I just feel like expressing the usefulness of this article. I'm currently constructing a new Workshop (on top of a couple others); I have more than enough Living Quarters to support the 50 Engineers I plan on getting. But the Workshop is scheduled to be completed about 10 days before the month's end. With some quick calculations I found that 50 Engineers working for 10 days on Laser Cannons wouldn't produce as much profit as their net salaries! So those guys will just have to wait an extra 11 or so days to get jobs, hurting the global economy (tear). NightChime 21:01, 26 January 2009 (CST)
- Hire them on the 2nd or 3rd last day of the month. It takes 72 hours for personnel, (whether soldier, engineer, or scientist) to arrive at a base. (They're probably doing a background check.) Salaried staff in transit when the month changes don't get paid. Assuming your month has 30 days, if you hire them at 01:00 on the 28th, the 29th and 30th will tick by, and they'll arrive at 01:00 on the 1st of the next month, meaning you can put them right to work! (While this 'feature' is listed on exploits and I consider it to be such if you're needlessly shuffling personnel around just before the end of the month, I consider it fair game if you hire them right at the end of the month.) Arrow Quivershaft 22:55, 26 January 2009 (CST)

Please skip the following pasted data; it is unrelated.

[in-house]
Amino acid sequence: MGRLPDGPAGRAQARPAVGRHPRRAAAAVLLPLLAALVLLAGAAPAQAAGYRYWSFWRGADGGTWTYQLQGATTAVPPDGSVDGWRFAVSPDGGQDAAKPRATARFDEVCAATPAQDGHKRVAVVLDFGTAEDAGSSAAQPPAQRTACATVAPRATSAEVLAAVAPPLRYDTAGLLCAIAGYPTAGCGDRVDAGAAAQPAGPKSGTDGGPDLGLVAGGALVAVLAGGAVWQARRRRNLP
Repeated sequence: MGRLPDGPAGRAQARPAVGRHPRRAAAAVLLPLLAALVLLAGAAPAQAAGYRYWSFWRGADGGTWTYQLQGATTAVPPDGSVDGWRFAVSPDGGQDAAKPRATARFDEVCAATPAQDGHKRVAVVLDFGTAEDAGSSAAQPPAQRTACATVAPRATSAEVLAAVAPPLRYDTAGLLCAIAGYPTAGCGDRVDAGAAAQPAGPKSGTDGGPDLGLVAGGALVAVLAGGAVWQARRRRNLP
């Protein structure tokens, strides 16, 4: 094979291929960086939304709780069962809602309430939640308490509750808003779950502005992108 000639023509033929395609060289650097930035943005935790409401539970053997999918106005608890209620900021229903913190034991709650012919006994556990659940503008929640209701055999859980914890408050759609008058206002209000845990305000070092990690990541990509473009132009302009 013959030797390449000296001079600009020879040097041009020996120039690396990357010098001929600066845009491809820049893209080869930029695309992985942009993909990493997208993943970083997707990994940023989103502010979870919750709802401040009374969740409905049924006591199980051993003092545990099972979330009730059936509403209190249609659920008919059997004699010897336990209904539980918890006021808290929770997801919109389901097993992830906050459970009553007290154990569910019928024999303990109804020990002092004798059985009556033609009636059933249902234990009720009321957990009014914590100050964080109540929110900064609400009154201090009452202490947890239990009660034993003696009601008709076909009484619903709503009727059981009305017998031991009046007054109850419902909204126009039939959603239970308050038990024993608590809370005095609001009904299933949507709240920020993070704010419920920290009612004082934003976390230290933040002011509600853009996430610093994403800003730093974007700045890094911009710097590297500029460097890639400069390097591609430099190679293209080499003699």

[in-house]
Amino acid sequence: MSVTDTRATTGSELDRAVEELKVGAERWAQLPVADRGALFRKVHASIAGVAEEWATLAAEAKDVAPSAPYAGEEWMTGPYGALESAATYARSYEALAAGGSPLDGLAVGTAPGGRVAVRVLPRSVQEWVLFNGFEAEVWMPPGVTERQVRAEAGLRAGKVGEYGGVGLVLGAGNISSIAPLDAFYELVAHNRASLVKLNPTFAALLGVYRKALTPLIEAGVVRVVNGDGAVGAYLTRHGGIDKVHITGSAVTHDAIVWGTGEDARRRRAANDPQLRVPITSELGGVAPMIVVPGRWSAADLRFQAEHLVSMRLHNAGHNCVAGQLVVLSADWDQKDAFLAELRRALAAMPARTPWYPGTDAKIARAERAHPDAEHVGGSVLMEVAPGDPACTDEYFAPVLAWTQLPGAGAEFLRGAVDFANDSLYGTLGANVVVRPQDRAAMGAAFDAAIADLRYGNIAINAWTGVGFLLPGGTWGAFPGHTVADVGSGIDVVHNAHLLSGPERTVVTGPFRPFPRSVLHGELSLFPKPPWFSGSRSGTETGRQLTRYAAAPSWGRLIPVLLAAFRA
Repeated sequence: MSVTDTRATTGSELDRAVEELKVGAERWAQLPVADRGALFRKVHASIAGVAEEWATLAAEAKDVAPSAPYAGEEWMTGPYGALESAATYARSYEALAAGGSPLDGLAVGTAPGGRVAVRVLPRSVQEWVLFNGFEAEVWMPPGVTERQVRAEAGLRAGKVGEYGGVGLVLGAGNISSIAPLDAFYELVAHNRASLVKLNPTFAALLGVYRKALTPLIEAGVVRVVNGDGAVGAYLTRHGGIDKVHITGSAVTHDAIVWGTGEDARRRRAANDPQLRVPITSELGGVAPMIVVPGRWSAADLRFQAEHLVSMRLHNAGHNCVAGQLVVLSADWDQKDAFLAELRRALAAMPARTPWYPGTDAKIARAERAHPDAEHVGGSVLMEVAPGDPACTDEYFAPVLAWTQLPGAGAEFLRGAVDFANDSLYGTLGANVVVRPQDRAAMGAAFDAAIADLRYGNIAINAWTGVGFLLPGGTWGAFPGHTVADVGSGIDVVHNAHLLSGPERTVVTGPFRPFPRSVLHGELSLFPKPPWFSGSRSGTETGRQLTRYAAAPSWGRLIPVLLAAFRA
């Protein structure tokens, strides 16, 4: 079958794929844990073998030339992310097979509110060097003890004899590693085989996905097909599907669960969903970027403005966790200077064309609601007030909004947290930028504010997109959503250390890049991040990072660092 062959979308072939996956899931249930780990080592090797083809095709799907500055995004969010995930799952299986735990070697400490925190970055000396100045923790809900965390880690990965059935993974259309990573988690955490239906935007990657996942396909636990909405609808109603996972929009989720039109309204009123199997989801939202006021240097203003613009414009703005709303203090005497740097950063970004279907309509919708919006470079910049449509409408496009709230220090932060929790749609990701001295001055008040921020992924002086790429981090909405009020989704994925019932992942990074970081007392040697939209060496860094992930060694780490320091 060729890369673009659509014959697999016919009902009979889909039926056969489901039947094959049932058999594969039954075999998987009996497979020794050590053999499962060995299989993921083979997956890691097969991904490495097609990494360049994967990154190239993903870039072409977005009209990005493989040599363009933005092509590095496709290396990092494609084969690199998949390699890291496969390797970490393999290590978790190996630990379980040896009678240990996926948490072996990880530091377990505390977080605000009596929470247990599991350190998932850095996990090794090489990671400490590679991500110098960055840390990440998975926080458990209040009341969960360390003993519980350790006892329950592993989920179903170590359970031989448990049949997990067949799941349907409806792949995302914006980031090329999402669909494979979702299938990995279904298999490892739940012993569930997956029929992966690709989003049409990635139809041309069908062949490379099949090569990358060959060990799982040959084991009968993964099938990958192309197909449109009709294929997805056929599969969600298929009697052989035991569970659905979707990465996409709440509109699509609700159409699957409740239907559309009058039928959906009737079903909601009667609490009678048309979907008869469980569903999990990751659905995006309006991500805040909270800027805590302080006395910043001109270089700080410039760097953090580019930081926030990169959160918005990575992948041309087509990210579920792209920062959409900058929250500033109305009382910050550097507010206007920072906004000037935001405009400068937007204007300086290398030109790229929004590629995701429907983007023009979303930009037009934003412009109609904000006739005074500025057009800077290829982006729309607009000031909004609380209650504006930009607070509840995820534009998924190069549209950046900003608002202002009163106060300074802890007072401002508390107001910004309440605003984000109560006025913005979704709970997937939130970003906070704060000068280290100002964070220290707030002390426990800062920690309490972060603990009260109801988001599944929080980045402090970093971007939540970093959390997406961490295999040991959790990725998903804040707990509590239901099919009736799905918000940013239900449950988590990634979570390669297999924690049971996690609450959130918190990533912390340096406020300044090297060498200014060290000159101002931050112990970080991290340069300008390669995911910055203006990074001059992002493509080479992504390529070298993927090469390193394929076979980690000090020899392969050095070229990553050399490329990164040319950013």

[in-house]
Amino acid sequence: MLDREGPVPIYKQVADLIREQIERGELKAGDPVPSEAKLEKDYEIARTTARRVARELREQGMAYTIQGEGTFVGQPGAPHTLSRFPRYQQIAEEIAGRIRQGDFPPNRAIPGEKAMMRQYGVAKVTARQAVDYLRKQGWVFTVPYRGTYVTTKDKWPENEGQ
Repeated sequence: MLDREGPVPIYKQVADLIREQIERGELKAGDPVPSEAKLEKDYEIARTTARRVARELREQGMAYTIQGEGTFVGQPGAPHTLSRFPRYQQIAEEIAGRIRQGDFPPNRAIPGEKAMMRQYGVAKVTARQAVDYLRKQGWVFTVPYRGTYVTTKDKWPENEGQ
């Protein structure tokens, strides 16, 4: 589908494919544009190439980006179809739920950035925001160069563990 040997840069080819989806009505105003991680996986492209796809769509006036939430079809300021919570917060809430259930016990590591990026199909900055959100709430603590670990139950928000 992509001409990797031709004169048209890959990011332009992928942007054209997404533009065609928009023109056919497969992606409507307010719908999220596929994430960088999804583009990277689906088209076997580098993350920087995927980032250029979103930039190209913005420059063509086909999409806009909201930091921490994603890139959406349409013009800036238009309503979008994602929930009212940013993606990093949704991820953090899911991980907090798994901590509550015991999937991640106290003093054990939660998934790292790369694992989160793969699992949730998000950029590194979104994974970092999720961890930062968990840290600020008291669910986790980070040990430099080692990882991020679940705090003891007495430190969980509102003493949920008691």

Salary / Hourly
Just a quick note here-
The figure given for a salary is $35/hour.
Doesn't that depend more on the month in question?
Enemy Unknown treats 1999 as a standard, non-leap year, so the hourly wage of an engineer should be:
(month - hourly wage) 1 - 33.602/hour (744 hours) 2 - 37.202/hour (672 hours) 3 - 33.602/hour (744 hours) 4 - 34.722/hour (720 hours) 5 - 33.602/hour (744 hours) 6 - 34.722/hour (720 hours) 7 - 33.602/hour (744 hours) 8 - 33.602/hour (744 hours) 9 - 34.722/hour (720 hours) 10 - 33.602/hour (744 hours) 11 - 34.722/hour (720 hours) 12 - 33.602/hour (744 hours)
The average salary over the year breaks down to $34.247/hour but will vary considerably in any given month.
Manufacturers-for-profit will have to watch out for February especially.
Renegrade 18:23, 7 August 2010 (EDT)
- Yeah you're right bro. As you see in the spreadsheet I made, I just used 30.5 days per month. I didn't look closer at exactly what the game is doing. Good catch! And great to hear from you.
- We have to use the resources of earth as wisely as possible if we are to live through this threat to our existence.
- -MikeTheRed 23:21, 7 August 2010 (EDT)
- No problemo! BTW, Saving the Earth is rather expensive, and the governments are being kinda cheap! Also, these Engineers are making 300K/year...where can I sign up? ~ Renegrade 07:52, 16 August 2010 (EDT)